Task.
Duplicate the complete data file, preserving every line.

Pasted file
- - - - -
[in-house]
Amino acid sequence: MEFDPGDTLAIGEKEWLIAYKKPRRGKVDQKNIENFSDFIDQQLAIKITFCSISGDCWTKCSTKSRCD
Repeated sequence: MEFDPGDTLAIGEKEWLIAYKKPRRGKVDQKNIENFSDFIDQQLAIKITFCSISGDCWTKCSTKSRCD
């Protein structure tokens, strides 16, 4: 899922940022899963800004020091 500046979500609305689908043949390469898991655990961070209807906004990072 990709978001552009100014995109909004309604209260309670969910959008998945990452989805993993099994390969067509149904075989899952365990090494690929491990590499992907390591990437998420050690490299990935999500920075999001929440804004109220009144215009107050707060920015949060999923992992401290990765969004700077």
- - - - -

[in-house]
Amino acid sequence: MEFDPGDTLAIGEKEWLIAYKKPRRGKVDQKNIENFSDFIDQQLAIKITFCSISGDCWTKCSTKSRCD
Repeated sequence: MEFDPGDTLAIGEKEWLIAYKKPRRGKVDQKNIENFSDFIDQQLAIKITFCSISGDCWTKCSTKSRCD
């Protein structure tokens, strides 16, 4: 899922940022899963800004020091 500046979500609305689908043949390469898991655990961070209807906004990072 990709978001552009100014995109909004309604209260309670969910959008998945990452989805993993099994390969067509149904075989899952365990090494690929491990590499992907390591990437998420050690490299990935999500920075999001929440804004109220009144215009107050707060920015949060999923992992401290990765969004700077």